The Lordstown Motors plant is where GM once operated, in Lordstown, Ohio on October 16, 2020.
Megan Jelinger | AFP | Getty Images
General Motors sold its stake in Lordstown Motors during the fourth quarter after an undisclosed lockup period, the Detroit automaker confirmed on Tuesday.
GM held 7.5 million common shares in Lordstown as part of a SPAC deal that took the Ohio-based automaker public in October 2020. The shares had an initial net worth of $75 million. They were donated in exchange for in-kind contributions and $25 million in cash. GM’s stake was less than 5%.
The disclosure comes after Lordstown announced disappointing plans on Monday to produce and sell up to just 3,000 vehicles until next year, including 500 in 2022. Both are well below the amount the former management has sold to investors with a view to public listing.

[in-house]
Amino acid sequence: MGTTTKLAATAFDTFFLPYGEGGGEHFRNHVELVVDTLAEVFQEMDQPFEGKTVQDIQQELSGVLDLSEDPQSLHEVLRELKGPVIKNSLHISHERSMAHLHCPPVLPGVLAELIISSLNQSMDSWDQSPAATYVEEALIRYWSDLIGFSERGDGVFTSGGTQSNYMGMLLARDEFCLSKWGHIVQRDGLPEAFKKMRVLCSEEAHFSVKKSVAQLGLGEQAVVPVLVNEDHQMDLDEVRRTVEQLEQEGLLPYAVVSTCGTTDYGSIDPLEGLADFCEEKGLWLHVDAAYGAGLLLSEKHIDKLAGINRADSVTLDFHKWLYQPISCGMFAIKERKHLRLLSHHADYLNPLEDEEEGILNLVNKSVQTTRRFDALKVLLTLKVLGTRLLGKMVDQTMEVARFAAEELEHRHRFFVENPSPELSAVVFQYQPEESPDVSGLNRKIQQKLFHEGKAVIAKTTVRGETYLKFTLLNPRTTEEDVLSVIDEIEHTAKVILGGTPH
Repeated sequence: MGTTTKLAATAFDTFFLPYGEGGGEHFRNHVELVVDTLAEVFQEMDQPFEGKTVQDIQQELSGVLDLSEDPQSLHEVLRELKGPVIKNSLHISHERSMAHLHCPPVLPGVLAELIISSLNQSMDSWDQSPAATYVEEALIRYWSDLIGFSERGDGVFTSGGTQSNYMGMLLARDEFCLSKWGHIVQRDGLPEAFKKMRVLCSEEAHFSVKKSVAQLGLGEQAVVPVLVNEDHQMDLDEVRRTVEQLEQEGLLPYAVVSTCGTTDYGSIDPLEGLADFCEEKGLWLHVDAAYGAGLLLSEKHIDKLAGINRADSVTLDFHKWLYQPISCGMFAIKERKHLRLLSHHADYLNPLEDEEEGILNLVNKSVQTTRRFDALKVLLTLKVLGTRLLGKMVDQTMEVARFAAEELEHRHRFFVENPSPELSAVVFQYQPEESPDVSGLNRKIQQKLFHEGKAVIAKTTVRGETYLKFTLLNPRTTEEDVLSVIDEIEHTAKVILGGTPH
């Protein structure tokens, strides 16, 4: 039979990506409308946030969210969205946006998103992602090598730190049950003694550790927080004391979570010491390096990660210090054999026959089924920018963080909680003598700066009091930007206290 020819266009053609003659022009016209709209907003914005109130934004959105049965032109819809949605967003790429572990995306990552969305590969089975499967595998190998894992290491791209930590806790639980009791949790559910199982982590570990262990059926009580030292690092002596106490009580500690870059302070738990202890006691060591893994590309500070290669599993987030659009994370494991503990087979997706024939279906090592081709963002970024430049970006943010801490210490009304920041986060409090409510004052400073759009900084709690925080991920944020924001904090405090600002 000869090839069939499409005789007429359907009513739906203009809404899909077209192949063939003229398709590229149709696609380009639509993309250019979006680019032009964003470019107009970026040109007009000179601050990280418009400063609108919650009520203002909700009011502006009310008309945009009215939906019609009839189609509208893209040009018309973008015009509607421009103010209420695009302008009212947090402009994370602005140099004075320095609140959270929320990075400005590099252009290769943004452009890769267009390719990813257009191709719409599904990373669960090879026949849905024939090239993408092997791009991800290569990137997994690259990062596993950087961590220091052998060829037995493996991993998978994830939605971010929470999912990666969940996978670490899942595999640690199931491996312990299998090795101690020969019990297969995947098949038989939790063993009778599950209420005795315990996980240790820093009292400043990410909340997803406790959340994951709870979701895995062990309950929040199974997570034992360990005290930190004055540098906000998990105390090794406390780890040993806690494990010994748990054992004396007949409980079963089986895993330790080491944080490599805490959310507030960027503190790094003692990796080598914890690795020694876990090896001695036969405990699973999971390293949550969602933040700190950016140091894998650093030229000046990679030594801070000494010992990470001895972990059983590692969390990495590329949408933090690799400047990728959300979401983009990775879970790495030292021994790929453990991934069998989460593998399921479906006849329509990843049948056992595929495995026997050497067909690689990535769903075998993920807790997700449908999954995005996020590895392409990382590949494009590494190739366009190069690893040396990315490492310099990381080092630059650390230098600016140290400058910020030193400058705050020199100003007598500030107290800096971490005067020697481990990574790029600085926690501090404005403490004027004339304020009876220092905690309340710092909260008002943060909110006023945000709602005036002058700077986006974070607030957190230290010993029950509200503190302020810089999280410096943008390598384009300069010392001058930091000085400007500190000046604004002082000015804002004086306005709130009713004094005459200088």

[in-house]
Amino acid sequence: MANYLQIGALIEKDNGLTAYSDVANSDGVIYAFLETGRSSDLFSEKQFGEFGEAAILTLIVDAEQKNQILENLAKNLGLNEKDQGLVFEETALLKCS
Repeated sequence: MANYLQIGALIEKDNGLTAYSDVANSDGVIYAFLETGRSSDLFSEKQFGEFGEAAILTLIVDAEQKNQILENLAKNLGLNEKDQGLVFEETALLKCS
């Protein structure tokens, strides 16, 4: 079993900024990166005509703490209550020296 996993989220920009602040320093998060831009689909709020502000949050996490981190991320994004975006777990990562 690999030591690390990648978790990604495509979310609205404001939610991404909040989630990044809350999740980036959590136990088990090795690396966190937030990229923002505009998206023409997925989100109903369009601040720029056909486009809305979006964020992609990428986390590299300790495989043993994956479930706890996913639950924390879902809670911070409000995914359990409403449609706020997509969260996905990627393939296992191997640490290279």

GM spokesman Jim Cain declined to disclose the exact timing of open market sales or net proceeds, saying the total was not meaningful.
The stock sale was somewhat expected. GM’s involvement in the venture was a goodwill gesture to help get the Lordstown assembly plant back up and running after the automaker ended production there in 2019.
“Our goal in investing was to enable them to complete the purchase of the plant and restart production,” Cain said.
Lordstown recently began producing pre-production models of its first vehicle, an all-electric pickup truck called the Endurance, at the factory. It plans to begin deliveries to customers in the third quarter of this year.
In the fourth quarter, Lordstown announced a deal with iPhone maker Foxconn to buy the factory for $230 million. The deal includes Foxconn, which is officially known as Hon Hai Technology Group, which handles production of the Endurance pickup truck.
The deal is still being finalized, Lordstown executives said on Monday. They are also in negotiations for the two companies to co-develop vehicles in the future. Lordstown CEO Dan Ninivaggi called the deal critical to the company’s future success.